Stress has a bad, bad rap – fair criticism or the product of paranoia? Or perhaps both? While chronic stress can definitely wreak havoc on our minds and bodies, research shows that some stress is actually healthy. Unfortunately, these days, we do everything we can to either avoid it or mute it – from spa treatments to stress management programs to a frosty cold beer. While I certainly agree that managing stress is a smart and useful tactic, I also believe that by going to great lengths to avoid it, we’re actually doing ourselves a great disservice. We may be stunting our opportunities for growth. Even when we’re faced with ‘bad’ stress, we have healthy, protective mechanisms for coping with it. In fact, we have the ability to thrive despite and often because of challenge.

In the world of academics, thriving is “characterized by the individual displaying less reactivity when faced with stressors, and resulting in a faster recovery or consistently higher level of functioning”.  To the rest of us, thriving is Sweaty Magic – the ability to spin hardship, whether unexpected adversity or self-imposed challenge, into positive growth! But how does one do that, you ask? Interestingly enough, there are many research-supported resources that enable you thrive, and everyone has the capacity to develop these resources. Above all, Thrivers are masters of challenge and change, and they grow from challenge. They know how to lean into stress and how to approach it, relying on special resources, or rather, tricks of the trade! Here are just a few of the 'tricks' Thrivers use to turn adversity, hardship and challenge into gold-medal value!

1.    Thrivers use Positive Illusions
Findings in social cognition research indicate that there are three different types of positive illusions people use to grow through challenge: 1) self-enhancement (believing that they are better at something than they may actually be); 2) unrealistic optimism; and 3) an exaggerated sense of personal control. Researcher Shelly Taylor and colleagues “suggest that the ability to maintain positive illusions provides the individual with reserve resources” for managing everyday stressors as well as in thriving through extremely stressful circumstances. According to these psychologists, positive illusions act as buffers and may even help people find meaning, which later leads to positive growth. Which type of positive illusion/s can help you thrive through a tough economy, a challenging relationship or the loss of a job?

2.    Thrivers use Positive Reinterpretation – they look for something good in what has or is happening. For example, when Dan lost his job this past May, he decided to look at it as an opportunity to reassess his career path as well as his life values. In doing so, Dan found a new job he truly enjoys, and he now has more time to spend with his family. Despite the fact that his salary is less, Dan is much happier and more fulfilled. What benefits have come from hardship you've experienced in your life? When faced with challenge, how can you use positive reinterpretation to see the good in a difficult situation?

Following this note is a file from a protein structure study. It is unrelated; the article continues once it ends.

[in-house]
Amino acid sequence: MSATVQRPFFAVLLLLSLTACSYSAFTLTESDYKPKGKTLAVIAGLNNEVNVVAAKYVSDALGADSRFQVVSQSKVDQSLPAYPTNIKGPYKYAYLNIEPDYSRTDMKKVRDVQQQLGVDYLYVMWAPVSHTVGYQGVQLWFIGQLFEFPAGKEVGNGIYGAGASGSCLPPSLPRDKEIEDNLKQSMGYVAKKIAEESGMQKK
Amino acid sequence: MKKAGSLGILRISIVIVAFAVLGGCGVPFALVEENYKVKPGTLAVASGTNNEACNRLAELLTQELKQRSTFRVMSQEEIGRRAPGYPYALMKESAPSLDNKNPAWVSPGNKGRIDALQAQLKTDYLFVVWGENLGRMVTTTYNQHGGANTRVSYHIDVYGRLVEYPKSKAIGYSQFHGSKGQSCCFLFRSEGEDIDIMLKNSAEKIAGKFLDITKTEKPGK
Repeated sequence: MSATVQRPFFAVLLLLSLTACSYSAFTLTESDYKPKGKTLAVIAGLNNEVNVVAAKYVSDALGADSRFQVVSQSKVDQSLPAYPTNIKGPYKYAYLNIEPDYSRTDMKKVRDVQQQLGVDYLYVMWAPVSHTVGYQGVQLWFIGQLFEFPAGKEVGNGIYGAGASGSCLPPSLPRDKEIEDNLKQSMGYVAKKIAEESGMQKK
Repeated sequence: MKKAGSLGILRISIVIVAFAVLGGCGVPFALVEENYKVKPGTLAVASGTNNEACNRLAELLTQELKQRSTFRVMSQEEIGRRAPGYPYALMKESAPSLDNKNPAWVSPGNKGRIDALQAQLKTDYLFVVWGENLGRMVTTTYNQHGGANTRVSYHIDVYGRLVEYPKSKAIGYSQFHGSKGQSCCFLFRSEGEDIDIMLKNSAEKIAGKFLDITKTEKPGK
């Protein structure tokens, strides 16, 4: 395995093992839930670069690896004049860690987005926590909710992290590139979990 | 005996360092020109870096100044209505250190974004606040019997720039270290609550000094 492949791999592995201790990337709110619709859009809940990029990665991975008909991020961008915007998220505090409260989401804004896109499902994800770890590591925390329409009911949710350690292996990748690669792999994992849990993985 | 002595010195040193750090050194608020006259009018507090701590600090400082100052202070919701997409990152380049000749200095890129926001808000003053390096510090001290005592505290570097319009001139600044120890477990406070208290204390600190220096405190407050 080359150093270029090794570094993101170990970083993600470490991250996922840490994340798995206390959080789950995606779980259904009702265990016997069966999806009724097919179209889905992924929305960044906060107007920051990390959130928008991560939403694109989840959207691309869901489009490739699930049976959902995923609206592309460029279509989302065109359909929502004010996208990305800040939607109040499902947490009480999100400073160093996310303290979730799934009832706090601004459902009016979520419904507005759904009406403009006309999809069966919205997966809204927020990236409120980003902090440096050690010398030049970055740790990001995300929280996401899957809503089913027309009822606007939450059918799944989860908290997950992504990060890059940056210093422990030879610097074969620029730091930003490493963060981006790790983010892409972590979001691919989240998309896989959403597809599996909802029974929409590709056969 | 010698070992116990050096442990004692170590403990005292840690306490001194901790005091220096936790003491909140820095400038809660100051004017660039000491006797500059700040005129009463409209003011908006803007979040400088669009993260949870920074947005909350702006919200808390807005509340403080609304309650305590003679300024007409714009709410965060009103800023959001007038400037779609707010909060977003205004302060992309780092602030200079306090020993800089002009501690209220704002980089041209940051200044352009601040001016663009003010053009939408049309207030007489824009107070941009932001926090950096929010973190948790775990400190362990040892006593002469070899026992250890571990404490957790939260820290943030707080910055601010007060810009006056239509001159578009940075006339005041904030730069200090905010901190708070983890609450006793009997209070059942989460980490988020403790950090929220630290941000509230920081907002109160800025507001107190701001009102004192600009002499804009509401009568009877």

3.    Thrivers have a sense of Self-Efficacy (the psychological phenomenon – “I think I can”)  – they believe they are capable of handling stressful situations, whether positive or negative, and they also believe that they can succeed in many different areas of life. Hence, the old adage “If you think you can, you can. If you think you can’t, you’re right” holds more than a grain of truth, especially when it comes to thriving. You can build self-efficacy by reflecting on past successes and by identifying times when you've succeeded at a difficult task or have bounced back from hardship. Think of the times in your life when you've handled a difficult situation successfully. Tell yourself that you can thrive through adversity -- and believe it!

Not only are these 'tricks' vital for creating Sweaty Magic, they’re enable you to accomplish your goals and achieve your best life!


Angie LeVan, MAPP, is a resilience coach, speaker, trainer and writer, dedicated to helping individuals and organizations/businesses thrive!

Angie is available for presentations, workshops, media commentary, and private life coaching. For more information see:

**Special thanks to James Pawelski for allowing me to borrow his phrase - sweaty magic.

About the Author

Angie LeVan

Angie LeVan works at the Clinical Research Unit at the the University of Pennsylvania Abramson Cancer Center.

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